Student experiences don’t have to be cancelled this summer - Here’s how

There’s no doubt that the impacts of COVID-19 have derailed many summer plans, including internship programs. However, this summer doesn’t have to be a dent in a student’s career journey, but a unique opportunity for them to explore project-based work and experiential learning.
June 16, 2020
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There’s no doubt that the impacts of COVID-19 have derailed many summer plans, including internship programs. According to the Globe and Mail, approximately 40% of summer placements have been reduced or cancelled entirely as a result. These are normally an important part of university and college students’ career, giving them the opportunity to gain experience in their field before graduating. Without the hands-on work, the implications are long-lasting as students get closer to the possibility of being underemployed after graduation.

A challenging labour market

Students aren’t alone in facing the devastating impacts of a global pandemic; companies are being forced to lay off employees and close their offices as a result of economic challenges. With fewer resources to achieve their business goals, they’re less likely to pursue new initiatives. This could be the most challenging labour market we’ve faced in our lifetimes as our normal processes and daily operations are completely disrupted. Schools are working to find alternatives for their students who have rescinded job offers that prevent them from completing co-op requirements to graduate, while companies are unsure how to reach their business goals with a remote or reduced workforce.

Virtual internships: The solution

Virtual internships are a quick solution for many long term problems. A company's projects, ranging from field placements and co-ops to applied research can be offered as a co-curricular experience or academic credit. For students, they will apply to the school who will assist them in connecting with a suitable employer. Since virtual internships are a hybrid of many traditional placements, its benefits are slightly different.

For employers: An opportunity to accomplish more 

Remote work isn’t just a necessary adaptive measure, it's also an advantage, as it allows for employers to overcome the restrictions of in-person placements with a flexible virtual placement. The lengthy hiring process is drastically reduced and makes room for access to students everywhere all in one place.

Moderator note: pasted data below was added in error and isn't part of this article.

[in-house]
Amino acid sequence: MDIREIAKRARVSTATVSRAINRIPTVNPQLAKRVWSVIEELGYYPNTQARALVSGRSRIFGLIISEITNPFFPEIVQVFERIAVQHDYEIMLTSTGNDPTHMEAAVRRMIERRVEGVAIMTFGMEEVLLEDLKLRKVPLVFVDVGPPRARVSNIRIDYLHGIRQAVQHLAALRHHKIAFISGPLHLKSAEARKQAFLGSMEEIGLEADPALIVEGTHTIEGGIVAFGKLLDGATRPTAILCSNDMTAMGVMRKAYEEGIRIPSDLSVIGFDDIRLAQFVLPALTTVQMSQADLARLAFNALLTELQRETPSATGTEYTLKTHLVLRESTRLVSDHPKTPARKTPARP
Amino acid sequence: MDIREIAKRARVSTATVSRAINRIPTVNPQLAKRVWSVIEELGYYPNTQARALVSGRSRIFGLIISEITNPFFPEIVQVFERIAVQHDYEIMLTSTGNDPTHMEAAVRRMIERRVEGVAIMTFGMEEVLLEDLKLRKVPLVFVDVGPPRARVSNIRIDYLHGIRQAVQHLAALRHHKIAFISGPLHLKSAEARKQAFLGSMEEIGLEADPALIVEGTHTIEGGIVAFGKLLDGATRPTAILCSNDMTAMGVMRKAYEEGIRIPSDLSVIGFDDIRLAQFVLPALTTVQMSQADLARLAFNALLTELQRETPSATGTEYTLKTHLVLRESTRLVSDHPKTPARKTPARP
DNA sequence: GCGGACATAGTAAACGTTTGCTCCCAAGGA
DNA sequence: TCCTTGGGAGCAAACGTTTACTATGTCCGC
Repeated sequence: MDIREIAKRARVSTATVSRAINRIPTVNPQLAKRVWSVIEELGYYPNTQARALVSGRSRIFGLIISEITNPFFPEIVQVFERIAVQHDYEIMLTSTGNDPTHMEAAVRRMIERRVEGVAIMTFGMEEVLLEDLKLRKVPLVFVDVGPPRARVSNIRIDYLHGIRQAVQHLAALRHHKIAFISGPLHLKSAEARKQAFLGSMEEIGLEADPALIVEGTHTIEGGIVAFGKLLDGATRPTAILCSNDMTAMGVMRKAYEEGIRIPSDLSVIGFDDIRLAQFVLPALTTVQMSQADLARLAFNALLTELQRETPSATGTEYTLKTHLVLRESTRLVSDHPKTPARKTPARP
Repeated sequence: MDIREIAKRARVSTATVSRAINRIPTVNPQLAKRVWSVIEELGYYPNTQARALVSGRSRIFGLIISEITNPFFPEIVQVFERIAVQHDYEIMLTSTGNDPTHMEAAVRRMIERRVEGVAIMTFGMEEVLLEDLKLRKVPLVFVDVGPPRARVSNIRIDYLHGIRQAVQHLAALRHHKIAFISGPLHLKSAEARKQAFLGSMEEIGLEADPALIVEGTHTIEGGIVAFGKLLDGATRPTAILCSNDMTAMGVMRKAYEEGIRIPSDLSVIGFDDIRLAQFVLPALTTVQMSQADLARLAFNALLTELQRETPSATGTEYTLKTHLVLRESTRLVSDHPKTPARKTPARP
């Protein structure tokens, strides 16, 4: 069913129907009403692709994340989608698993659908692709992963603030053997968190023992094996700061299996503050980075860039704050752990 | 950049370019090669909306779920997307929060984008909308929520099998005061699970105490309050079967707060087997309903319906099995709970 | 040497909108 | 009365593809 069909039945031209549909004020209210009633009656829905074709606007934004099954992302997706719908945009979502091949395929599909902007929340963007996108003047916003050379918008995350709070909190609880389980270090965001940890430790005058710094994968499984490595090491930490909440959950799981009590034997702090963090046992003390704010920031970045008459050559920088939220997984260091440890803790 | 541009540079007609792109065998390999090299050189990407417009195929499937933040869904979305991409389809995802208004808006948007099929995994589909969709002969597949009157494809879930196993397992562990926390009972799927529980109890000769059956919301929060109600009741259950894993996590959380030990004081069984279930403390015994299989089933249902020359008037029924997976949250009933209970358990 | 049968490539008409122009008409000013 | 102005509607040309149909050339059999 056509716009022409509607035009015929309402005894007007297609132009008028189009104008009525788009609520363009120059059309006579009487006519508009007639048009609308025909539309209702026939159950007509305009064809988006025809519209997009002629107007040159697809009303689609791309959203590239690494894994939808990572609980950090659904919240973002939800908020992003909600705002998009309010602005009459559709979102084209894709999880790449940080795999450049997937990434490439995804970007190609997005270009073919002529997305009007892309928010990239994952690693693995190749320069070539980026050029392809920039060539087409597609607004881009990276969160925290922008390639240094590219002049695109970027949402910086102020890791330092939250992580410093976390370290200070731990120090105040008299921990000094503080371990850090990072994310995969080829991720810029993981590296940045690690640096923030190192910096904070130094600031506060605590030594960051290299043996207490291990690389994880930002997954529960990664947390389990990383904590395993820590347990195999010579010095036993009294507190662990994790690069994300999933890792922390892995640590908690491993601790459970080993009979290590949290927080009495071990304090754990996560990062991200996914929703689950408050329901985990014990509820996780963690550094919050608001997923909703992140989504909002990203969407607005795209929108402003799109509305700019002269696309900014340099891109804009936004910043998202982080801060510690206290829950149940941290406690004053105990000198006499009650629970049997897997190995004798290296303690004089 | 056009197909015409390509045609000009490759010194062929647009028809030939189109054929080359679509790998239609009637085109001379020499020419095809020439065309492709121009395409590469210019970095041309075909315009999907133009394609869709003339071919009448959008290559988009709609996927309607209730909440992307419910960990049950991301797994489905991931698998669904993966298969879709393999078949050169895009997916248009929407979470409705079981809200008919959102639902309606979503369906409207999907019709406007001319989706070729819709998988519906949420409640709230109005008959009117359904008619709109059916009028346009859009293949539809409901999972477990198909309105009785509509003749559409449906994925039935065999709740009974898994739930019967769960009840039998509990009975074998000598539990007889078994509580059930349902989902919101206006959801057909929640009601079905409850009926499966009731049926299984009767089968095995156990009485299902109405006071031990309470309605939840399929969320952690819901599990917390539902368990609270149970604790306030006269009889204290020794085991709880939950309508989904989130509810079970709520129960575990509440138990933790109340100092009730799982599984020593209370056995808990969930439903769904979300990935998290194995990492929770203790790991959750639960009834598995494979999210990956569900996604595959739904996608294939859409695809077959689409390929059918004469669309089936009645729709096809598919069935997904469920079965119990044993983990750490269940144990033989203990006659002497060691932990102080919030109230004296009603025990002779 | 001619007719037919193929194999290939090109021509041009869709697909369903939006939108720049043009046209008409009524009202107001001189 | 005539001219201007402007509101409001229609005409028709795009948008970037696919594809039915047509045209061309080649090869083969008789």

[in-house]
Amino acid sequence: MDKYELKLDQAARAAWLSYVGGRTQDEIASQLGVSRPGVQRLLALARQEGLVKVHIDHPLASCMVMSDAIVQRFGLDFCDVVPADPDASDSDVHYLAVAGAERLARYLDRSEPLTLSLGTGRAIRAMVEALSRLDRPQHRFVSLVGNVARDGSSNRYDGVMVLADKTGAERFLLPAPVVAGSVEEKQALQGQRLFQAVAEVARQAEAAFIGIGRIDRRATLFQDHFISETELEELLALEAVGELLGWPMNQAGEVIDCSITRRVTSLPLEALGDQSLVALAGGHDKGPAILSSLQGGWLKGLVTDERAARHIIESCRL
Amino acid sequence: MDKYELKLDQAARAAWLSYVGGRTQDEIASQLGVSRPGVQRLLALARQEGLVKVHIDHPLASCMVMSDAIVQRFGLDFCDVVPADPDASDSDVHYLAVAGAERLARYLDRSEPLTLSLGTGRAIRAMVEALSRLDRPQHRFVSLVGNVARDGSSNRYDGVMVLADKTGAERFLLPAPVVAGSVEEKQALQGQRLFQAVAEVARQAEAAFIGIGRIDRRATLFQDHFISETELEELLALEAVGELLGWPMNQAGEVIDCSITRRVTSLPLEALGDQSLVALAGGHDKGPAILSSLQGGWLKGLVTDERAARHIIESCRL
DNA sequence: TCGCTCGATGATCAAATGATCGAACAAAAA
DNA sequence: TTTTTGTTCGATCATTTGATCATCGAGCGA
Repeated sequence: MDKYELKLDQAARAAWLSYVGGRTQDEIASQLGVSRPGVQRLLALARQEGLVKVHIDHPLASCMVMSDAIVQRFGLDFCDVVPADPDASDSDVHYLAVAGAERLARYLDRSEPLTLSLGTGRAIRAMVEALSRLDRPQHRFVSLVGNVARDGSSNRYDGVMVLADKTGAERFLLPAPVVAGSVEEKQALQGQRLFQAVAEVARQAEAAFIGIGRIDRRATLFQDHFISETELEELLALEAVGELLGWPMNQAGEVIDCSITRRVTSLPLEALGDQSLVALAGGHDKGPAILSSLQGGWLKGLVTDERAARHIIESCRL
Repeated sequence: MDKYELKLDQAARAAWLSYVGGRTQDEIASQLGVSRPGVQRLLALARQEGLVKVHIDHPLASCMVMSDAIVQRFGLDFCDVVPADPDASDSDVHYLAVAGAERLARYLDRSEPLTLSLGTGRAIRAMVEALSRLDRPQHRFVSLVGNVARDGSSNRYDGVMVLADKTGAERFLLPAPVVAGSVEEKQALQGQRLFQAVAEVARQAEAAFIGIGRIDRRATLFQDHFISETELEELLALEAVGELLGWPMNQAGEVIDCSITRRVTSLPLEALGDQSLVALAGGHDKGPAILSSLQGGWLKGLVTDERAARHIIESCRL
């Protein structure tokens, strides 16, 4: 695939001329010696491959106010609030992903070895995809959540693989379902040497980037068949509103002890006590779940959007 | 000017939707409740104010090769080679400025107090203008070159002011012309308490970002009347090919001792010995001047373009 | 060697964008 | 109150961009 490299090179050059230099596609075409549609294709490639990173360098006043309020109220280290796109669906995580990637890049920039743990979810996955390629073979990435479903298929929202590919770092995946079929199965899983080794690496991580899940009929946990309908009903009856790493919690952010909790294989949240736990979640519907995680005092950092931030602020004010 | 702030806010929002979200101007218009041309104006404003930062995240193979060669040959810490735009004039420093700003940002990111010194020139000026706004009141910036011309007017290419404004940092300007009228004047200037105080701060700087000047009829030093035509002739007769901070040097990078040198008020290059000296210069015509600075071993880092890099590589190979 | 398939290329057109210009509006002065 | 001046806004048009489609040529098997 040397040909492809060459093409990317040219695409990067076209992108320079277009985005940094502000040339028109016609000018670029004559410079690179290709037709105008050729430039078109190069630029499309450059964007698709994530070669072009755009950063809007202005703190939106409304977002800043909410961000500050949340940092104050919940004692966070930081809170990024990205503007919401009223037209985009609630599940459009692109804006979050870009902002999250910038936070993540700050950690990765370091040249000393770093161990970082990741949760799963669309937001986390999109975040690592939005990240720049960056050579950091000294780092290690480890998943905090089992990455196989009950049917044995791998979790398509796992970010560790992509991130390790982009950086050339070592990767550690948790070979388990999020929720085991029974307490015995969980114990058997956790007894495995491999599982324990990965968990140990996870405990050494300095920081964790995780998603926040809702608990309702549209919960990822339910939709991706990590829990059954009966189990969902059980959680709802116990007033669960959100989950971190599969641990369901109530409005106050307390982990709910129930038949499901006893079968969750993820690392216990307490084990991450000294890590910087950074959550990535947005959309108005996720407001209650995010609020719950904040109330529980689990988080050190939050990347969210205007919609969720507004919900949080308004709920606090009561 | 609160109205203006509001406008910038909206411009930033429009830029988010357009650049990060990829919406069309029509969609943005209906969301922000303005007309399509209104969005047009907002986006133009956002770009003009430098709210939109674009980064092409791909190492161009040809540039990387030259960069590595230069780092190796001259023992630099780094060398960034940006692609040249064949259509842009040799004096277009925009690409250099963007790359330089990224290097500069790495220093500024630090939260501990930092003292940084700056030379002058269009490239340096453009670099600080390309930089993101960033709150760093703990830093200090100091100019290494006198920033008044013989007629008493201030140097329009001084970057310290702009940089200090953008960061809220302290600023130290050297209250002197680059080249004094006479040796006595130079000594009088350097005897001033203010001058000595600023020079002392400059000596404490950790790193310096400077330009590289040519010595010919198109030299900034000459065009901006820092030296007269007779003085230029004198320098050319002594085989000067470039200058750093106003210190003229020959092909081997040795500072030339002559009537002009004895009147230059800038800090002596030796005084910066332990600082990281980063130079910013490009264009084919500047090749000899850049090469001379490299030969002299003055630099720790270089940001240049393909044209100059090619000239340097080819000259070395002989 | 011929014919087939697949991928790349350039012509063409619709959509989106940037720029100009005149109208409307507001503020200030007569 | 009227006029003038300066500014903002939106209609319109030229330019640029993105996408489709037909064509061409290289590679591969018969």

If the work doesn’t fit a typical summer job description, it can function as a project that doesn’t require full-time supervision. It’s up to the employer to decide whether they need full time or part-time work. If funding isn’t available to hire an intern on a full or part-time basis, there is also the option to offer positions for academic credit. As a less resource-intensive effort, virtual internships grant companies the ability to accomplish more in spite of the challenges of a recession.     

For students and schools: More experiences than ever

This summer doesn’t have to be a dent in a student’s career journey, but a unique opportunity for them to explore project-based work and experiential learning. 

As employers adapt to a virtual internship with the added accessibility, institutions can help connect students to a greater range of placements than before. Like employers, students can have the flexibility to work in their preferred hours depending on the commitment. Remote placements are an adjustment and virtual internships naturally account for that as project-based work provides clearer expectations and a goal to work towards. 

The concern around a virtual internship may be that students cannot practice soft skills as they normally would. However, students will continue to receive mentorship and supervision as they communicate and collaborate with other employees.

What’s next?

We’re likely going to have to live in this “new normal” for a while, so you may as well make the best of the situation as we continue to move towards establishing a long term solution.  Virtual internships are already in place on our platform, Riipen, where our network of employers and post-secondary schools are actively connecting. If you’re looking to get started or learn more about the process, email

About the author

Yogmaya Singh is a fourth-year Entrepreneurship student at the University of British Columbia, and a Marketing Intern at Riipen. Driven by her need to explore and grow, she's always found herself working within roles that challenge her. She's interested in all things music, enjoys trying new foods and dabbling with art.

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